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Nazareth, Pa., United States

Tuesday, February 05, 2008

How Bethlehem Area School District Got Screwed

When I think of Bethlehem Area School District, the first image that comes to my mind is that of drug dealing former Nitchamnn middle school principal John Acerra, who was arrested in his office ... naked ... watching porn ... with sex toys and pictures of me nearby. Others think of the whitewashed report of that close encounter of the strange kind, or the goofy fight between Freedumb and Liburtie parents over home field advantage in the face of the lowest standardized test scores in the Lehigh Valley. Morning Call columnist Bill White has recently fixed his glare on the high salaries paid to administrators. Swaptions are not the first thing on most people's minds.

Hell, most of us don't even know what the hell they are. As explained in Wikipedia, a swaption "is an option granting its owner the right but not the obligation to enter into an underlying swap. Although options can be traded on a variety of swaps, the term "swaption" typically refers to options on interest rate swaps."

Still confused?

You're not alone. According to Bloomberg, at least fifteen school districts since 2003 have been shnookered into interest rate swap deals worth $28 million. Schools have raked in $15 million, but banks and advisers have taken the rest as fees. This is thanks to a law passed unanimously in the land of midnight payraises. Of course, financial advisors lobbied heavily for that bill's passage. And shortly after that, Bethlehem got nailed with eight swaps on just two bond issues.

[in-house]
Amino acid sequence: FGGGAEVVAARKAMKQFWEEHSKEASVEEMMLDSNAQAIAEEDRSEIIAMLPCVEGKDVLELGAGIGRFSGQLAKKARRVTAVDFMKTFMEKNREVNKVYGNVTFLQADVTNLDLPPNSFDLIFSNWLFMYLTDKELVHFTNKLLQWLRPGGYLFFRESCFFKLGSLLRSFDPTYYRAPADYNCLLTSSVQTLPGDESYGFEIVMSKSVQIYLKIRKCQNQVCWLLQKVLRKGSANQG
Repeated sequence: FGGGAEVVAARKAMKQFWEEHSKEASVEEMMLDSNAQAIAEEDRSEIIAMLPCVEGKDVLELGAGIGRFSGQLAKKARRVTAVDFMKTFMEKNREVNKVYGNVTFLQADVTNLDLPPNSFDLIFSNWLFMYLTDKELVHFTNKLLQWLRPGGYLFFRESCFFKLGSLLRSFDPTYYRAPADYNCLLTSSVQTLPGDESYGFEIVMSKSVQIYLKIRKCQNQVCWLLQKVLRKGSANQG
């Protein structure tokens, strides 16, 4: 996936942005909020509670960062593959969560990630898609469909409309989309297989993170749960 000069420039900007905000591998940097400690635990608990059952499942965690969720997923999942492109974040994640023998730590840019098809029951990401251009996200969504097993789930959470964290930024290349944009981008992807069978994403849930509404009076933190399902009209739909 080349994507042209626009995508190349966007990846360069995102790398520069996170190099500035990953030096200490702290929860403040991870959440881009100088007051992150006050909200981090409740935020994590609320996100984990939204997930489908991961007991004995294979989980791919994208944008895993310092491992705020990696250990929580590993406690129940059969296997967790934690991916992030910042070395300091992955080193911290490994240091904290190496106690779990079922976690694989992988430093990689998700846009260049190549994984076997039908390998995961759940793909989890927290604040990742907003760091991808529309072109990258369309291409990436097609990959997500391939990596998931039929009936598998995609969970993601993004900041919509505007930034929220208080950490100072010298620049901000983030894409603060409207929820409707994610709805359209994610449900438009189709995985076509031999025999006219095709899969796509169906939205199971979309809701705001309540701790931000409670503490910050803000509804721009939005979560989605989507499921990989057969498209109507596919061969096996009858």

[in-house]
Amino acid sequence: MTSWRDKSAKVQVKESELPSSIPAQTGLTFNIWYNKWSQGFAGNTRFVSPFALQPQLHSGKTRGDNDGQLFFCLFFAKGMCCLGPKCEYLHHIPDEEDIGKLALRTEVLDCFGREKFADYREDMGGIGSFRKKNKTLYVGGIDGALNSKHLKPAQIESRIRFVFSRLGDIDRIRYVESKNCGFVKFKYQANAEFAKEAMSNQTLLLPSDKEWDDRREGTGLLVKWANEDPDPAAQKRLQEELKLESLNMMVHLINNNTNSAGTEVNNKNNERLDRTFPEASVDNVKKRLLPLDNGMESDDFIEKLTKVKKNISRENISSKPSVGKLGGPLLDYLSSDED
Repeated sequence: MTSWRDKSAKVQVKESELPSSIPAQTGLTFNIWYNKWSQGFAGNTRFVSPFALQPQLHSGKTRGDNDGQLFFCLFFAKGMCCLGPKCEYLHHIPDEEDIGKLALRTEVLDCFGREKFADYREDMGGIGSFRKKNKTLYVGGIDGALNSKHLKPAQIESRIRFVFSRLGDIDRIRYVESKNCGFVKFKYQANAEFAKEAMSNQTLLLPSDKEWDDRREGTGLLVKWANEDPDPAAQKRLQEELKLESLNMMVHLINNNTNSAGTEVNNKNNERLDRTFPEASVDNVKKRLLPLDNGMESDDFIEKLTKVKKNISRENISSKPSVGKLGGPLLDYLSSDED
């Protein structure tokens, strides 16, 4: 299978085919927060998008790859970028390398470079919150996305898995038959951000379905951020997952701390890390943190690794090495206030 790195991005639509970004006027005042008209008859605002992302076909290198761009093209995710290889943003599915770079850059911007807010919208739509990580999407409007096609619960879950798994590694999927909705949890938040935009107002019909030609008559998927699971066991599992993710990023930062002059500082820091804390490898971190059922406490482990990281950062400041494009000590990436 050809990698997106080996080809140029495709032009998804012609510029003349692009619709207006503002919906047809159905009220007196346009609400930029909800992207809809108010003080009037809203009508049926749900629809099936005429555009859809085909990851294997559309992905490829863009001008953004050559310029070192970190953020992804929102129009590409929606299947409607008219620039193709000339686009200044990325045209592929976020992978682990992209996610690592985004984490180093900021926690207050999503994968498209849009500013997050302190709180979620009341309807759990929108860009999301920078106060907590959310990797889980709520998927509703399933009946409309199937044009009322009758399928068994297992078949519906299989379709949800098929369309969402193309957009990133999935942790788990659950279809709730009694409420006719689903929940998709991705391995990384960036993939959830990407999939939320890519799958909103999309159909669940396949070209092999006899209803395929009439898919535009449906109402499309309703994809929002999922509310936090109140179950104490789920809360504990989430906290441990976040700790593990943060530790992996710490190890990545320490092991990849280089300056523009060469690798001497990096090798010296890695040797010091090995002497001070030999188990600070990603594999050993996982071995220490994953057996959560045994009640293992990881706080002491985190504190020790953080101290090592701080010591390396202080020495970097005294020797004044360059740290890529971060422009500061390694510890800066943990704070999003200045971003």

Here's what happened, according to Bloomberg:

At an April 2005 meeting, Les Bear, of advisory firm Arthurs Lestrange & Co. in Pittsburgh, told the school board by arranging two interest-rate swaps tied to $110 million in bond issues, the 15,350-student district could generate more than $11 million over 25 years.

School finance director Stan Majewski supported the plan. "Mr. Majewski commented that we all try to surround ourselves with people who know more than we do," minutes of the meeting say. "He believes Arthurs Lestrange is the best public financing department of any organization in this country."

None of the board members asked Bear or Majewski how much the district would pay for the swaps, the minutes show.

A month later, Lestrange, working with a Lancaster, Pennsylvania, firm called Access Financial Markets, negotiated two swaps with JPMorgan and Morgan Stanley without competitive bidding.